We found a cute little landscape drawing in an antique shop today, but we were much more taken by the print the reverse. Because GIANT PHEASANT ADVENTURE is pretty amazing.
It’s not unusual for a comic book artist’s style to develop or progress as their career continues. It’s a bit rarer for an artist to totally change their style or technique over time or between projects, although many artists do experiment. It’s rarer still for an artist to use two totally different styles or techniques at the same time, in the same book and even on the same page... but one who does is top comic artist and cartoonist: Ramón K. Pérez.
I've reviewed four of this year's #SPFBO finalists already - you can find those here, as well as my (slightly whiny) approach to scoring. The best way to keep up with all the reviews is through this page, where organiser-and-author Mark Lawrence keeps track of the scores and reviews.
This set includes assassins and demons and all sort of fantastic goodies, so let's get stuck in.
A throwback! Huzzah! Assassin's Charge is easily one of the most readable of the finalists - a zippy, accessible fantasy that's quick to pick up and easy to read. Rhisia Sen is one of the classic fantasy tropes: the badass assassin. We're introduced to her in all of her badass glory: she plots a job, does some remarkable gymnastics, flings awesome gear about and, steely-eyed, gets the job done. Then she returns home to her mansion, gets pampered, has sex with gritty boy-toys, and is generally, you know, badass.
Except even Rhisia's badassery has its limits. Her handler gives her the job of a lifetime - an incredible payout that will allow her to retire in total luxury. She travels out to a village in the middle of nowhere, ready to do her assassination thing, but... the job is a kid (child, not goat). Rhisia's heart might be badass, but it still beats. In an unprecedented act of unprofessional behaviour, she calls the job off.
Unfortunately, the job has other ideas. It turns out that Rhisia's handler - backed by the Emperor himself - has betrayed her. And Rhisia now has a price on her head. With her (still-breathing) victim in tow, and a sexy smuggler to help, Rhisia sets out to solve the mystery, turn the tables and, of course, save her skin.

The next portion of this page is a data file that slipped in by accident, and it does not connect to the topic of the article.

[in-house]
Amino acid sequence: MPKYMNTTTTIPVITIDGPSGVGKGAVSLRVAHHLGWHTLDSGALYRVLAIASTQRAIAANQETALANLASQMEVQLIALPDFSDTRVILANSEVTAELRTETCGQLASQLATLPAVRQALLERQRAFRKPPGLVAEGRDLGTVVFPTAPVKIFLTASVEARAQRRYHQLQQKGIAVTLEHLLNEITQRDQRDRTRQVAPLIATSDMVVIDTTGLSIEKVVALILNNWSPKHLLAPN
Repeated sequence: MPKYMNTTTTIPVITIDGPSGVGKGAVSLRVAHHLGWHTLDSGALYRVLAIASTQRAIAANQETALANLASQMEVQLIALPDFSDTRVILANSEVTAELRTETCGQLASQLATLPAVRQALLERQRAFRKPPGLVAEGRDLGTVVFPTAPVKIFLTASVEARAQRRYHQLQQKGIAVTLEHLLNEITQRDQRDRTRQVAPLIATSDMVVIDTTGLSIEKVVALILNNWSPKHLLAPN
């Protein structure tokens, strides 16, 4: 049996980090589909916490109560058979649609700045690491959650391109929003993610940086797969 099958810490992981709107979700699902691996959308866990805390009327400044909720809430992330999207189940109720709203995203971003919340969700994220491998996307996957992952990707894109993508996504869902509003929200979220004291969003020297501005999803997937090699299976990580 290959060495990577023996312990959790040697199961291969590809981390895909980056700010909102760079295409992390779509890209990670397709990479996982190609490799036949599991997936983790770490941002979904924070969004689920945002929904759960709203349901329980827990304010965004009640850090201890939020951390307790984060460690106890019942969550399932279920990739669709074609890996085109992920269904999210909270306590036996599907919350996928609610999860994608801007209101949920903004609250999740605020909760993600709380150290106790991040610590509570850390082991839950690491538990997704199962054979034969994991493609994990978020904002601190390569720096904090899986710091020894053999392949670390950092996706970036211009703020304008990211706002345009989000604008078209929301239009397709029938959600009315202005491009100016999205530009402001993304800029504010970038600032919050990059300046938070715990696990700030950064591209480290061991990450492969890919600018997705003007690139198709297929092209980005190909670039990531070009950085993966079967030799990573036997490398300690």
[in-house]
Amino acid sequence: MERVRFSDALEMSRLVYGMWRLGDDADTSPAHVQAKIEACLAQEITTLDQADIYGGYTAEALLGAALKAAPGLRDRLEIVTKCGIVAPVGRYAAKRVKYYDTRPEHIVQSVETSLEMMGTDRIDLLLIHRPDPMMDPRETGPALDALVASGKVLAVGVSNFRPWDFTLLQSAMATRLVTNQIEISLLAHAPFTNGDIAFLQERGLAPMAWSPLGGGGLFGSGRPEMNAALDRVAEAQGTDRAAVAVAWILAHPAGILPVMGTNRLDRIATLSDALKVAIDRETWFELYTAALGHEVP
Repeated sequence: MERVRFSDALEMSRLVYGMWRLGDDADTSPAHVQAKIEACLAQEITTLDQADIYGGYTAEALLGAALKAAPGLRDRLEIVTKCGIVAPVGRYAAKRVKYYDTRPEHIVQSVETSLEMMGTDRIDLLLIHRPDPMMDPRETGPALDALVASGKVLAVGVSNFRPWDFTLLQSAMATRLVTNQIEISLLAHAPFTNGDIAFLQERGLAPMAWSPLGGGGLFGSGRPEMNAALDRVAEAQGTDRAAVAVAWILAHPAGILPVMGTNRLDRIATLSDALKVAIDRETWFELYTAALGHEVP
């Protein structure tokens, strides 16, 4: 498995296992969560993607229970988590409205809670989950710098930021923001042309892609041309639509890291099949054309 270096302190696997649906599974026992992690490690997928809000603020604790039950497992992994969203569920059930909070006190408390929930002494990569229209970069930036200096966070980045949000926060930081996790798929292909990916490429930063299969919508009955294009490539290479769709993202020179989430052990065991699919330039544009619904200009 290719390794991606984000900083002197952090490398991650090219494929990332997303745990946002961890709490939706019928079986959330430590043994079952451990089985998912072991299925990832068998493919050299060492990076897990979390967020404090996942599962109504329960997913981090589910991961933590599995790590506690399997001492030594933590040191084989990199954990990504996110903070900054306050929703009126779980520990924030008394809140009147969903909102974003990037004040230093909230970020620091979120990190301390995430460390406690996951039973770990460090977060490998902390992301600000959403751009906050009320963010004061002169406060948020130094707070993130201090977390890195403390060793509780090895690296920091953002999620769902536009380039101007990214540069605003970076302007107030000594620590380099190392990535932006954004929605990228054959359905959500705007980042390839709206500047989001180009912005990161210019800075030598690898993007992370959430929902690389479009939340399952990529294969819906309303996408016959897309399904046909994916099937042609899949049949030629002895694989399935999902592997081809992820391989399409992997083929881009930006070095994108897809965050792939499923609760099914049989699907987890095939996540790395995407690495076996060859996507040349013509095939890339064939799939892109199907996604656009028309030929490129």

Stark says: “Wounds, shock, sore feet, Kolaloka will cure all!”
Ever since I staggered headfirst into a clip from Lemonade Joe on YouTube, I’ve been dying to review it. “Who the hell is that?” I thought, watching a man with a curly moustache prance through a musical routine, “what is this film? Why are those Jan Švankmajer-style wax heads spinning around? Wait, IS THIS A WESTERN?”
Ah, String. Easily one of my favourite TV characters of all time, from one of the greatest television shows ever made, HBO’s The Wire. Amid a large and stellar cast of characters, String stands out; only Omar Little gives him any real competition for Best in Show. This is down in part to the suave, physically imposing presence of Idris Elba; he literally towers over nearly everyone else. But it’s also because, like Omar, Stringer Bell is textured and sympathetic enough that you’re almost tempted to consider him an antihero, in spite of his – uh, let’s say casual – regard for human life.
Ten bloggers read 30 self-published books each. Every blog selected one book for the final. Now, all ten bloggers are reading all ten books in pursuit of FANTASY EXCELLENCE (or, at the very least, a winner). We're each moving at our own pace, so the best way to keep up is through this page, where organiser-and-author Mark Lawrence keeps track of the scores and reviews.
So... I hate doing ratings for books. Genuinely. For long-term readers of this blog (hi mom!), you'll know that we haven't scored a book since 2010. In fact, in one of the few blatantly self-serving acts of revisionism I've ever committed, in 2011ish, I went through and deleted all the scores from previous reviews. I really don't like rating books.
However, I completely understand the need for some sort of judging system for the SPFBO, which features ten multiclass blogger/judges with very, very different tastes and scoring standards. So, I've embraced the chaos, and used numbers. Basically, this is a disclaimer that my numbers are just my numbers and OH GOD NEVER AGAIN. Also, please remember that the way judging works means I'm reviewing ten books that I didn't 'pre-select', so, naturally, they're not all going to be to my personal taste.
So, all caveats said and done, let's hand out the first batch of arbitrary numbers!
We did so many things wrong.
In the introduction, 600-odd pages ago, Anne mentioned that we launched our first anthology, Stories of the Apocalypse without, well… the book. A dozen authors, another dozen family members, a double-handful of supportive friends and a couple befuddled strangers all gathered at Tate Britain to awkwardly scan some QR codes and listen to vague promises of future delivery. We sold three ebooks that day. Not exactly the glorious march into literary history that we had envisioned.